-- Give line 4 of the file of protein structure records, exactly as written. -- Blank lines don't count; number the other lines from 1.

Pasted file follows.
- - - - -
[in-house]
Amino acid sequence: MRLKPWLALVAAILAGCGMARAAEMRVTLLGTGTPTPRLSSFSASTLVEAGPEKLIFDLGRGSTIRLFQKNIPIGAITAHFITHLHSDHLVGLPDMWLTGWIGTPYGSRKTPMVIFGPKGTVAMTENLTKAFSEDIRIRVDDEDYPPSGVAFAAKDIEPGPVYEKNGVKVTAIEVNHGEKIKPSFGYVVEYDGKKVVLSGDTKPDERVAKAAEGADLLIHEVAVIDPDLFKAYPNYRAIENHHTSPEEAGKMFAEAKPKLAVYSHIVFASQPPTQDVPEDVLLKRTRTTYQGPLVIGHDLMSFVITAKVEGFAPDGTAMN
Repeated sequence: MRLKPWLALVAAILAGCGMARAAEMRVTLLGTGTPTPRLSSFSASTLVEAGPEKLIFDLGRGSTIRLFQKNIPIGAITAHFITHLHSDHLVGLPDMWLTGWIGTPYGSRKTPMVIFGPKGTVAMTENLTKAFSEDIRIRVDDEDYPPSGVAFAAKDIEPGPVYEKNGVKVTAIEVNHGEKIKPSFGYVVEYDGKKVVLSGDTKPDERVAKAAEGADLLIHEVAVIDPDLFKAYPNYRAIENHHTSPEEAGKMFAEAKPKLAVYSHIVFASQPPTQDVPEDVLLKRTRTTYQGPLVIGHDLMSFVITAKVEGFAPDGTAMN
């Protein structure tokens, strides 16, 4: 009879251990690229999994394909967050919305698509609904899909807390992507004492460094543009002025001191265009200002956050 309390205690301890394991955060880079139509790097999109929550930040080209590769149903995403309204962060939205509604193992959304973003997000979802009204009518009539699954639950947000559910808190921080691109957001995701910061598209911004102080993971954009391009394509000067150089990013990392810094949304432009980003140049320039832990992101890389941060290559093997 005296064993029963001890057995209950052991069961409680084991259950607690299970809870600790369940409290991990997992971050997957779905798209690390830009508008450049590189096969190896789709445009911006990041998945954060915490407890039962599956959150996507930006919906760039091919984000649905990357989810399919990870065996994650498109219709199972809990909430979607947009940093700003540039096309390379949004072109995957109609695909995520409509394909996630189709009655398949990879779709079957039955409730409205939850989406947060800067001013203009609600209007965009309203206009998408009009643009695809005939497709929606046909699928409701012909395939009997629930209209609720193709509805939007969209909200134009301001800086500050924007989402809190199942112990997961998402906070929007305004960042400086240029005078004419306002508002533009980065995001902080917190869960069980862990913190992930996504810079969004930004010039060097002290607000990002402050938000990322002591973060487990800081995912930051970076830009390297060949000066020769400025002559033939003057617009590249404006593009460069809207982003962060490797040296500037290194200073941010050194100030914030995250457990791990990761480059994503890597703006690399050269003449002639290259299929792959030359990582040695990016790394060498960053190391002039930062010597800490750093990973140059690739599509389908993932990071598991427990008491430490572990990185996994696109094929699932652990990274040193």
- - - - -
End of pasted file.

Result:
């Protein structure tokens, strides 16, 4: 009879251990690229999994394909967050919305698509609904899909807390992507004492460094543009002025001191265009200002956050 309390205690301890394991955060880079139509790097999109929550930040080209590769149903995403309204962060939205509604193992959304973003997000979802009204009518009539699954639950947000559910808190921080691109957001995701910061598209911004102080993971954009391009394509000067150089990013990392810094949304432009980003140049320039832990992101890389941060290559093997 005296064993029963001890057995209950052991069961409680084991259950607690299970809870600790369940409290991990997992971050997957779905798209690390830009508008450049590189096969190896789709445009911006990041998945954060915490407890039962599956959150996507930006919906760039091919984000649905990357989810399919990870065996994650498109219709199972809990909430979607947009940093700003540039096309390379949004072109995957109609695909995520409509394909996630189709009655398949990879779709079957039955409730409205939850989406947060800067001013203009609600209007965009309203206009998408009009643009695809005939497709929606046909699928409701012909395939009997629930209209609720193709509805939007969209909200134009301001800086500050924007989402809190199942112990997961998402906070929007305004960042400086240029005078004419306002508002533009980065995001902080917190869960069980862990913190992930996504810079969004930004010039060097002290607000990002402050938000990322002591973060487990800081995912930051970076830009390297060949000066020769400025002559033939003057617009590249404006593009460069809207982003962060490797040296500037290194200073941010050194100030914030995250457990791990990761480059994503890597703006690399050269003449002639290259299929792959030359990582040695990016790394060498960053190391002039930062010597800490750093990973140059690739599509389908993932990071598991427990008491430490572990990185996994696109094929699932652990990274040193």